Although the concept is indeed not based specs for any actual rumored products, the Mac mini format is something that Tim Cook and company have hinted could make a return at some point. Back in October Cook said that Apple is going to keep the line around, although he stopped short of promising an upcoming update. And back in April earlier this year Apple mentioned the Mac mini was still on its radar while pre-announcing its upcoming Mac Pro and iMac hardware.

Check out the full gallery of Berger’s concept below:

Sources: tidbits.com, 9to5mac.com.

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Customize your MacBook Pro Touch Bar, Hide Control Strip, Remove Siri Button, Add Shortcuts, and More

When Apple updated the MacBook Pro in 2016 foremost among its list of upgrades and new features was something called the Touch Bar, a thin touchscreen display sitting along the top of the keyboard in place of the function keys. The company has since launched updated MacBook Pro models for 2017, and these retain the feature. Depending on the app, the Touch Bar changes context and shows relevant buttons for what you are doing.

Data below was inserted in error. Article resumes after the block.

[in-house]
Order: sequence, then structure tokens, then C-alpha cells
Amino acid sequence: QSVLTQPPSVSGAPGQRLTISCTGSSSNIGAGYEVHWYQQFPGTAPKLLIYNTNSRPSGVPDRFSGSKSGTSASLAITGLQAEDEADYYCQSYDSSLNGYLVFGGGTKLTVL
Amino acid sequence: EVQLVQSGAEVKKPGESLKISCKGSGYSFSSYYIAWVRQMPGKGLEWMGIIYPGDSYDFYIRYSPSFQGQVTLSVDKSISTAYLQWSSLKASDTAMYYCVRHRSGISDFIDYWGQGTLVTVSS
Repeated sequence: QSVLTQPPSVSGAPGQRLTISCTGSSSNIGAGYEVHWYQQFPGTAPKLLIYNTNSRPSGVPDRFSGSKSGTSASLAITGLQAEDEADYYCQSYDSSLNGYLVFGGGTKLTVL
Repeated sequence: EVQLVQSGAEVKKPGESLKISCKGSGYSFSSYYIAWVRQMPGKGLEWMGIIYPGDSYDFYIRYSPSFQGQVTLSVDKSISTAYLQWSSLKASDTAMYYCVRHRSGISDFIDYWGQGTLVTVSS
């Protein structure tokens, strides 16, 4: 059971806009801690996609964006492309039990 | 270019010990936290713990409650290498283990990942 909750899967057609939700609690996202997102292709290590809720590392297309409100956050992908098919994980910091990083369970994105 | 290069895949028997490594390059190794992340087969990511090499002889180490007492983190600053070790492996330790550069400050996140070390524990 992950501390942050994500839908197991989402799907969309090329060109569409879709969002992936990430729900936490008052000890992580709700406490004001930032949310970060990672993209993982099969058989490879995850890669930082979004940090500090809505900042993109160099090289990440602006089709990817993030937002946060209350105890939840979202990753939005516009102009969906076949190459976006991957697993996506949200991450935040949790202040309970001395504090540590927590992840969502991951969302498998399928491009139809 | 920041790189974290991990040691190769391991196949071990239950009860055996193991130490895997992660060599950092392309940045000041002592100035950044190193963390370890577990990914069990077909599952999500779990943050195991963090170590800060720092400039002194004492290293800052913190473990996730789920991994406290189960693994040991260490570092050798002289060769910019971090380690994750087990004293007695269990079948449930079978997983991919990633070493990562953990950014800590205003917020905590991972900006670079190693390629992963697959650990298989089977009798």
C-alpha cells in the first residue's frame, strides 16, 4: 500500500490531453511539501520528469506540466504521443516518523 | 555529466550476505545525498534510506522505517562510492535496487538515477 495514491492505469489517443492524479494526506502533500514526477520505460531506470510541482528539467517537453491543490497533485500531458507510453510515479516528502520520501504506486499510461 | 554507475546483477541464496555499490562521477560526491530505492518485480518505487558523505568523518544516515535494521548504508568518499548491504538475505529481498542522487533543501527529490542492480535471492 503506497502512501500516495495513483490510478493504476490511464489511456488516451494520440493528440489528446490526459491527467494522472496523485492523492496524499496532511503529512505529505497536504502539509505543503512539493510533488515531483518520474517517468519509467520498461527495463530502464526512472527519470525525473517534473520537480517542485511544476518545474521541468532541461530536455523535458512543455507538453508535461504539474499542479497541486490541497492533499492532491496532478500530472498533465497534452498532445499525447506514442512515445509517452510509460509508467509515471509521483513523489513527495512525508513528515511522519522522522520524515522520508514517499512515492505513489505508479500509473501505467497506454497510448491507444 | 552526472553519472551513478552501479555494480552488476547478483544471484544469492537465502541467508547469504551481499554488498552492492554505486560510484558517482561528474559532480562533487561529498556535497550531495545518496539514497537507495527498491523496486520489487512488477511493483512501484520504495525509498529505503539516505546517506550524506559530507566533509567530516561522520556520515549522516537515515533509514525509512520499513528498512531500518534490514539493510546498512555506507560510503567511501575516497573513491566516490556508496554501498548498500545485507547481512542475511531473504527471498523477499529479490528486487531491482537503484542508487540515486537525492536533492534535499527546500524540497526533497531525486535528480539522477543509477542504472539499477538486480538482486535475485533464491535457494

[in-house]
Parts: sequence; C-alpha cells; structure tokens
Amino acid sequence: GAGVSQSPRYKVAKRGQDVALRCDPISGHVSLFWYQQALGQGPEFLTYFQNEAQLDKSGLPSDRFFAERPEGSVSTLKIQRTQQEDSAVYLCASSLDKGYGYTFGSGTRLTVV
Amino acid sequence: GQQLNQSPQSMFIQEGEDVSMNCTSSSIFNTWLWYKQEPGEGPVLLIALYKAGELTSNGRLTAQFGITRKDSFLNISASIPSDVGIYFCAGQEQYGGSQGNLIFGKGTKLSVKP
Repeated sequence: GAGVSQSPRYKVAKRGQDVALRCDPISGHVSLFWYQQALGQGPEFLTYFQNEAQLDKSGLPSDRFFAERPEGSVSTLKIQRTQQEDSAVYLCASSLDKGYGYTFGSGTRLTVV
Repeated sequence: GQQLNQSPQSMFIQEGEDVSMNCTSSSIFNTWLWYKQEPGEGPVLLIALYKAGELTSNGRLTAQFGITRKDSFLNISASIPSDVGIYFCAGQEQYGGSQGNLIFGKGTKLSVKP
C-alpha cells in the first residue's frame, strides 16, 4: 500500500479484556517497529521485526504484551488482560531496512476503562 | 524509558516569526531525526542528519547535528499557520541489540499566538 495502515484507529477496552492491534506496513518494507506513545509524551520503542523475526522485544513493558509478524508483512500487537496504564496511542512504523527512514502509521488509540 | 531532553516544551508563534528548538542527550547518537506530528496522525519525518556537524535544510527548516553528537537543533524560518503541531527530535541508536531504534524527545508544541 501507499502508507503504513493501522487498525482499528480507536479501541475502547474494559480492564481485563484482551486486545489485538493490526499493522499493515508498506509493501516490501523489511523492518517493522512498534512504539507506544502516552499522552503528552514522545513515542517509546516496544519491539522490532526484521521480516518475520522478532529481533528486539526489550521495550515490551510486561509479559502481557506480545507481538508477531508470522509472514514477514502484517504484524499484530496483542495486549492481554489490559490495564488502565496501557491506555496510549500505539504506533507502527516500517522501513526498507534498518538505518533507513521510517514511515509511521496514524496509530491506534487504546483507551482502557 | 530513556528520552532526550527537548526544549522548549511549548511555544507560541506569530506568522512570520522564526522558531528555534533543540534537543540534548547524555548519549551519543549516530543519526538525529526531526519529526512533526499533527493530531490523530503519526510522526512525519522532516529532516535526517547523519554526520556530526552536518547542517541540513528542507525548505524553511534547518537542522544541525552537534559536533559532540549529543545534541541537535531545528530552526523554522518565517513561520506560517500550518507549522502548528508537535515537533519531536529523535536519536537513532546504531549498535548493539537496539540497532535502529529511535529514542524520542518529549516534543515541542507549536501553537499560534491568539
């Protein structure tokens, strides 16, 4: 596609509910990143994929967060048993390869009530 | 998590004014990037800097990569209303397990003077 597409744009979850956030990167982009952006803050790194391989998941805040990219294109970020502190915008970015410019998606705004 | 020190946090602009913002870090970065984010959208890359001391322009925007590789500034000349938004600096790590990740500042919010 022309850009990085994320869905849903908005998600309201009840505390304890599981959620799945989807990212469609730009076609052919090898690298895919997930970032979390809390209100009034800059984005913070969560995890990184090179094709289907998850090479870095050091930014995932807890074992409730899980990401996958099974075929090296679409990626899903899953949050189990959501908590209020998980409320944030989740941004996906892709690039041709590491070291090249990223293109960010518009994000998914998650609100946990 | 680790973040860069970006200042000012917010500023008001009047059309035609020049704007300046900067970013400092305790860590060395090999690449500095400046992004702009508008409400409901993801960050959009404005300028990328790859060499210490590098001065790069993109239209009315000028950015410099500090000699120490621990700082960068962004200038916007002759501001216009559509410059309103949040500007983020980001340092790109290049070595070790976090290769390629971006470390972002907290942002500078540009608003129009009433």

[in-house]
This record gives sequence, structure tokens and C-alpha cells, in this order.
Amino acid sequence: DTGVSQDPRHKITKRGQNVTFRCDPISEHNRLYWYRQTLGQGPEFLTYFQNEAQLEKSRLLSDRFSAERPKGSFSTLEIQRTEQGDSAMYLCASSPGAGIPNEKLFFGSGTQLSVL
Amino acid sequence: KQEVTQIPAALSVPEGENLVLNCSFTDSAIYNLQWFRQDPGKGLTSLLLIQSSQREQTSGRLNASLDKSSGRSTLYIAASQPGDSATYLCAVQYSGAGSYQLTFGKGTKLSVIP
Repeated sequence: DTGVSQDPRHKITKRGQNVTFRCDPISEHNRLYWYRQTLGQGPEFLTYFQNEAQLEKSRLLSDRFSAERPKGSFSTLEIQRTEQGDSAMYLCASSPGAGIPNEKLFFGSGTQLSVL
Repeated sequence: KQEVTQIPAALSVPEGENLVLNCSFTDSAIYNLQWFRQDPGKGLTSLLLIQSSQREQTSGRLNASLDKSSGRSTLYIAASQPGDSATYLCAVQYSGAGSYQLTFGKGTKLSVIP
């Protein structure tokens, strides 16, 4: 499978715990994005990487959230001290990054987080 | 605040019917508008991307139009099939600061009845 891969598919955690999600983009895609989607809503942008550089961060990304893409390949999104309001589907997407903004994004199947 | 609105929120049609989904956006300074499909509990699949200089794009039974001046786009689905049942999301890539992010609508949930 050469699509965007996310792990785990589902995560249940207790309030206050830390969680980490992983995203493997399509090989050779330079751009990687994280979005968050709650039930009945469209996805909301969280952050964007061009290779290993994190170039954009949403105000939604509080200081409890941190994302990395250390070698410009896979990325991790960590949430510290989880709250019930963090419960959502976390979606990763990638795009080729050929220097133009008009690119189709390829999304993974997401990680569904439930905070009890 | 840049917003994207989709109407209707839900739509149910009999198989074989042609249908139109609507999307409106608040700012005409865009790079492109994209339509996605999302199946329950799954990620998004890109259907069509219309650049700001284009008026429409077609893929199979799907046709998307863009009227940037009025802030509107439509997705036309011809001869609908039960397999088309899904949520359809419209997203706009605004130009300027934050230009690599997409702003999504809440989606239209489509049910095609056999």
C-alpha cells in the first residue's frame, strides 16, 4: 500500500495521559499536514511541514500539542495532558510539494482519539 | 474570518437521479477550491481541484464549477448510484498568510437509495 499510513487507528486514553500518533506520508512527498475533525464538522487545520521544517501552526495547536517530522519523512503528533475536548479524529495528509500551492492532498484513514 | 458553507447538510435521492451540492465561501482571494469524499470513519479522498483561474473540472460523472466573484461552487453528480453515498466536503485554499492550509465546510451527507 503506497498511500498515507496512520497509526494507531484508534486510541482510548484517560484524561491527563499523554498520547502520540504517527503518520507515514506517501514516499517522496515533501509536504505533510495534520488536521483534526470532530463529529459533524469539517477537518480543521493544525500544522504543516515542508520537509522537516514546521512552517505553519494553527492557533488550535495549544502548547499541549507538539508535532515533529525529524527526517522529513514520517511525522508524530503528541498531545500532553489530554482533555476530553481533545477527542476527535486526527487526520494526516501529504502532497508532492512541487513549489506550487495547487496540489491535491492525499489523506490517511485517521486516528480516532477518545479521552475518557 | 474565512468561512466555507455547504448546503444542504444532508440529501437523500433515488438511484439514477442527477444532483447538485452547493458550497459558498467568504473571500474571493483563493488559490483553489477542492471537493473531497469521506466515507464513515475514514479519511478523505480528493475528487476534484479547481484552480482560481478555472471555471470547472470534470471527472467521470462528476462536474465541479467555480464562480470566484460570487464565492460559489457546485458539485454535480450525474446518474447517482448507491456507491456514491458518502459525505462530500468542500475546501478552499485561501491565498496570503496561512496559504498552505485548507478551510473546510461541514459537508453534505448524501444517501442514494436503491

By default, macOS sets up the Touch Bar with a three section layout. There is a persistent virtual esc key on the left, a Control Strip region on the right containing system controls and a middle section dedicated to the app that is frontmost. 

If you don't like the default options, you can add and remove buttons to customize the Touch Bar to your own preferences. For example, you can remove the Siri button from the Touch Bar. Here’s how to do that and a lot more …

Remove buttons from the Touch Bar within apps

Go to the View menu in a compatible app, enter the customize view, and select ‘Customize Touch Bar…’. The buttons in the Touch Bar shake slightly to indicate they can be edited (just like jiggle mode on the iPhone home screen). To remove an item, you can move your cursor down the screen and into the bar, hold down and pull it upwards to delete it.